The group shows good growth in lending to personal customers and is strengthening its market position, with a substantial portion of the growth in the LO (Norwegian Trade Unions Confederation) segment. The growth in lending to corporate clients is largely to small and medium-sized businesses.
Customer deposits rose in the last 12 months by NOK 11.6bn (5.3bn) to reach NOK 97.5bn (85.9bn). This represents a growth of 13.5 per cent (6.6 per cent).
Increased growth in deposits from personal customers is largely a consequence of reduced consumption resulting from the Covid-19 situation. The growth in deposits from corporate clients is fairly evenly distributed between businesses and public sector clients.
(For distribution by sector, see note 8).
The customer portfolio of off-balance sheet investment products totalled NOK 12.9bn (11.7bn) at the end of 2020. The increase of NOK 1.2bn is a result of good sales and value increases on equity funds.
|Saving products, customer portfolio (NOKm)||2020||2019||Change|
The bank’s insurance portfolio grew 7.1 per cent in 2020. Satisfactory growth was noted in all product groups.
|Insurance, premium volume (NOKm)||2020||2019||Change|
Outstanding loans to retail borrowers total NOK 129bn (119bn) and deposits total NOK 47bn (42bn) as at 31 December 2020. These are loans to and deposits from wage earners, agricultural customers and sole proprietorships at the parent bank.
Operating income posted by Retail Banking totalled NOK 2,078m (2,177m) in 2020. Net interest income accounted for NOK 1,213m (1,372m) and commission and other income for NOK 865m (805m). Net interest income declined due to weakened deposit margins and low return on the retail market share of the return on the bank’s equity capital. On the other hand, increased lending and deposits, along with higher lending margins, have strengthened net interest income. Commission income has risen as a result of growth in incomes from investment and insurance products. Overall income fell by NOK 99m. Return on capital employed in the retail banking segment was 13.4 per cent (13.1 per cent). Capital employed is regulatory capital of 15.4 per cent, corresponding to the Group’s targeted CET1 ratio through 2020.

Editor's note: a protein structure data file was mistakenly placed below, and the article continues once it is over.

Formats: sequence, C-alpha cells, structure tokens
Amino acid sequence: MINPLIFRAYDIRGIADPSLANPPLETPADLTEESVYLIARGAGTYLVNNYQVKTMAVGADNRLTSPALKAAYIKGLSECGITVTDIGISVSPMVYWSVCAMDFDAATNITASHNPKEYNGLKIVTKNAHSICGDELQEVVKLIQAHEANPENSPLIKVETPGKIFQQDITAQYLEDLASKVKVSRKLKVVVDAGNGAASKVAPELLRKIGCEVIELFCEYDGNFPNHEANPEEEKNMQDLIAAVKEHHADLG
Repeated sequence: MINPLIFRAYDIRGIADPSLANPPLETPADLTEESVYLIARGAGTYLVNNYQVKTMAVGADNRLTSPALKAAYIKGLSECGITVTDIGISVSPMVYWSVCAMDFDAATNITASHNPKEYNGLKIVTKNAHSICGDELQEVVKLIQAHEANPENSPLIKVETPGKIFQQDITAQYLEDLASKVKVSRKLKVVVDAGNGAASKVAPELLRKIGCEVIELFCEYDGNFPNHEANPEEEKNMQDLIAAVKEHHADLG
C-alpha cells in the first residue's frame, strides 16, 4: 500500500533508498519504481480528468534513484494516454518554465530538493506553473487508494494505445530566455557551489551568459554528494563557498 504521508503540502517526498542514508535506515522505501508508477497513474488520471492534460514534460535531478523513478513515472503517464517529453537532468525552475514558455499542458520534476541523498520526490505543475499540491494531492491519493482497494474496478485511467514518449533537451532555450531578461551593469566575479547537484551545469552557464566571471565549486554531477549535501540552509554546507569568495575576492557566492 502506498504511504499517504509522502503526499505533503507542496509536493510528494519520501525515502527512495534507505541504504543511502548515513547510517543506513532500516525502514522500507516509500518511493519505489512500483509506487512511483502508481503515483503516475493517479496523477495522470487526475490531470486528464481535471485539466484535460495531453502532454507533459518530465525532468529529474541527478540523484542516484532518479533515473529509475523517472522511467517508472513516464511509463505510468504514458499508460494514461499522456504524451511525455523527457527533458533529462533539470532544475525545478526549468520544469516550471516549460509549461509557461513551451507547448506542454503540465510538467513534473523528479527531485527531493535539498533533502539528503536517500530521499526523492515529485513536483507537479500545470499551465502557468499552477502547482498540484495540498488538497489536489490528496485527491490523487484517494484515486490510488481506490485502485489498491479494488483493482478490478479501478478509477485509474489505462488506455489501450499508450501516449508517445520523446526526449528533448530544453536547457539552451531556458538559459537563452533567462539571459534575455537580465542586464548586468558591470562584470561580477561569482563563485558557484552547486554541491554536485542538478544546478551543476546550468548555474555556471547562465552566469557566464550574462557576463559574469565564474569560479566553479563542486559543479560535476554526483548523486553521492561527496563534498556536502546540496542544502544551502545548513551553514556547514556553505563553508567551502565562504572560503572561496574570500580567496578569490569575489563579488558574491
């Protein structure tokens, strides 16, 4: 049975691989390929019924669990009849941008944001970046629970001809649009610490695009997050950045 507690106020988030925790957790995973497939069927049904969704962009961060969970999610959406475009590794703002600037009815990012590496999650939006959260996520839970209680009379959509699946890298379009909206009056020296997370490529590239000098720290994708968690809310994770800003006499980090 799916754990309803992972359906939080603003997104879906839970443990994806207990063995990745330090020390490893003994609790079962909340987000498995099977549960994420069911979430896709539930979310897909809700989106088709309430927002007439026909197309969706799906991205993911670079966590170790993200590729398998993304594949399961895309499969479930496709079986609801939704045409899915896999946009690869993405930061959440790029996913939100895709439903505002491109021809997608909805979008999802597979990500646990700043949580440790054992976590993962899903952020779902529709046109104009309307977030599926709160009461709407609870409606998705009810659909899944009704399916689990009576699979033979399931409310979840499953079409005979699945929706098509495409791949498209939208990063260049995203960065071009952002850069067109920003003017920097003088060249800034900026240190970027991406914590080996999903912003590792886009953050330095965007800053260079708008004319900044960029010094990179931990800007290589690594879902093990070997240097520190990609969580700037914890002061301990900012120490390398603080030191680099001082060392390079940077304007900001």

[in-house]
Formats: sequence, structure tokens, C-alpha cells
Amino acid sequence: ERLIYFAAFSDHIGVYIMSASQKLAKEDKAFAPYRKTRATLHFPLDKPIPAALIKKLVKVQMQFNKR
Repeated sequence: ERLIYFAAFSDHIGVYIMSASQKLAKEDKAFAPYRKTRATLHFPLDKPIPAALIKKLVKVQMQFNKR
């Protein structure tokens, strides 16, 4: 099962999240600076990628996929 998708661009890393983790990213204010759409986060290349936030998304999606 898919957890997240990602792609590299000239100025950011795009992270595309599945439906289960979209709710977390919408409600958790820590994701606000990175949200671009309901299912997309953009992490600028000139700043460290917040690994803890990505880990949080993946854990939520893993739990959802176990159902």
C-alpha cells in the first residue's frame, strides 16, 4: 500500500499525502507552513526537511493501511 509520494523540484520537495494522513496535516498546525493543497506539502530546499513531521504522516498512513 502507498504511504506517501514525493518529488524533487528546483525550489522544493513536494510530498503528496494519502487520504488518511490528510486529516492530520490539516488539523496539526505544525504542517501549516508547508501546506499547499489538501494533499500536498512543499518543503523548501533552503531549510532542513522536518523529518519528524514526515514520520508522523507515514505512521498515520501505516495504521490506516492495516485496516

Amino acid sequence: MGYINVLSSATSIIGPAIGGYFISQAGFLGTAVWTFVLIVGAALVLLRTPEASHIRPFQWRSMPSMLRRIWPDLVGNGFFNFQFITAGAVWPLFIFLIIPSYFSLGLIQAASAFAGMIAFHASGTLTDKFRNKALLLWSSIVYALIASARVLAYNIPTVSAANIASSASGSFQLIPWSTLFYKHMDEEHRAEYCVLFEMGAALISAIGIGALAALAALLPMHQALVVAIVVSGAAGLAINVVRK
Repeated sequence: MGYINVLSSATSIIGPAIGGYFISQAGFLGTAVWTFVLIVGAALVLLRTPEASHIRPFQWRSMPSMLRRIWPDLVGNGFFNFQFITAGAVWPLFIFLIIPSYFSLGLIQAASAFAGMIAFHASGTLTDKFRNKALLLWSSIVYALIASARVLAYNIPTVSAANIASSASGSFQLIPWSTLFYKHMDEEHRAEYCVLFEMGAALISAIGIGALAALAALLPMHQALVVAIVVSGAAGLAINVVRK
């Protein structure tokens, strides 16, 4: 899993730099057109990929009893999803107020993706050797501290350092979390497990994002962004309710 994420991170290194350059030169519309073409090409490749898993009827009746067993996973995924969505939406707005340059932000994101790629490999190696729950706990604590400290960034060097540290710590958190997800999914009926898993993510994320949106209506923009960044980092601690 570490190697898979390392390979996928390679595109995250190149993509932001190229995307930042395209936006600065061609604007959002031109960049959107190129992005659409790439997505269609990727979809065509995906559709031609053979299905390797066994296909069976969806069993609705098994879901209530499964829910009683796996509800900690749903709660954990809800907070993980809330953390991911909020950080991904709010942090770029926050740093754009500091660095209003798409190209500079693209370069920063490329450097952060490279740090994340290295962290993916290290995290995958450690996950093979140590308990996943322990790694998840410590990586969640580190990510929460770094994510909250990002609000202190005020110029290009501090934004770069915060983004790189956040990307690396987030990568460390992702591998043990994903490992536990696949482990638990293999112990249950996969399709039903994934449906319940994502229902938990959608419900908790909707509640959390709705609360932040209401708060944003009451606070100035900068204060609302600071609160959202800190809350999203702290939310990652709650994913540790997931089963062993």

The lending margin in 2020 was 1.80 per cent (1.50 per cent), while the deposit margin was minus 0.03 per cent (0.61 per cent) measured against three-month NIBOR. The market interest rate in terms of three-month NIBOR fell markedly in 2020.
Retail lending and retail deposits grew by 8.2 per cent (5.9 per cent) and 14.0 per cent (4.0 per cent) respectively in 2020.
Lending to retail borrowers consistently carries low risk, as reflected in continued low losses. The loan portfolio is secured by residential property.
Outstanding loans to corporates totalled NOK 45bn (40bn) and deposits totalled NOK 49bn (43bn) as at 31 December 2020. This is a diversified portfolio of loans to and deposits from corporate clients in the counties of Trøndelag and Møre og Romsdal.
Operating income in the corporate segment totalled NOK 1,381m (1,388m) in 2020. Net interest income was NOK 1,149m (1,171m), and commission income and return on financial investments came to NOK 232m (217m). Higher lending margins and growth have strengthened net interest income while reduced deposit margins and lower return on the corporate share of return on the bank’s equity capital have had a negative impact.
The lending margin was 2.79 per cent (2.57 per cent) and the deposit margin was minus 0.15 per cent (minus 0.06 per cent) in 2020.
Lending growth was 11.7 per cent (reduction of 1.3 per cent) and deposits rose 15.6 per cent (9.0 per cent) in 2020.
Net overall losses in the corporate banking segment rose substantially in 2020, totalling NOK 846m (213bn) as at 31 December 2020. Of the losses, NOK 204m refer to a single exposure and NOK 455m to the offshore segment. Increased provisions as a result of lower expectations of the Norwegian economy, and a general negative migration in the portfolio, are also noted.
Return on capital employed for the corporate banking segment was 2.1 per cent in 2020 (11.7 per cent). Capital employed is regulatory capital of 15.4 per cent, corresponding to the Group’s targeted CET1 ratio in 2020.
The bank’s subsidiaries posted an overall pre-tax profit of NOK 540.0m in 2020 (346.8m).
|Pre-tax profit (NOKm)||2020||2019||Change|
|EiendomsMegler 1 Midt-Norge (87 per cent)||52.2||31.5||20.7|
|SpareBank 1 Regnskapshuset SMN (88,7 per cent)||110.2||108.3||1.9|
|SpareBank 1 Finans Midt-Norge (61,2 per cent)||214.2||149.9||64.3|
|Sparebank 1 Markets (66,7 per cent)||179.4||43.4||135.9|
|SpareBank 1 SMN Invest (100 per cent)||5.8||47.6||-41.9|
|SpareBank 1 SMN Spire Finans (100 per cent)||-29.8||-19.8||-10.0|
Eiendomsmegler 1 Midt-Norge is the market leader in Trøndelag and in Møre og Romsdal. Operating income in 2020 totalled NOK 394m (349m in 2019 without BN Bolig), while operating expenses were NOK 342m (317m in 2019 without BN Bolig). EiendomsMegler 1 recorded a pre-tax profit of NOK 52m in 2020 (32m). 7,164 dwelling units were sold in 2020 compared with 6,652 in 2019.
BN Bolig was sold in the fourth quarter of 2019. In 2019 the company posted income of NOK 41m and expenses of NOK 72m, leaving a pre-tax profit of minus NOK 30m.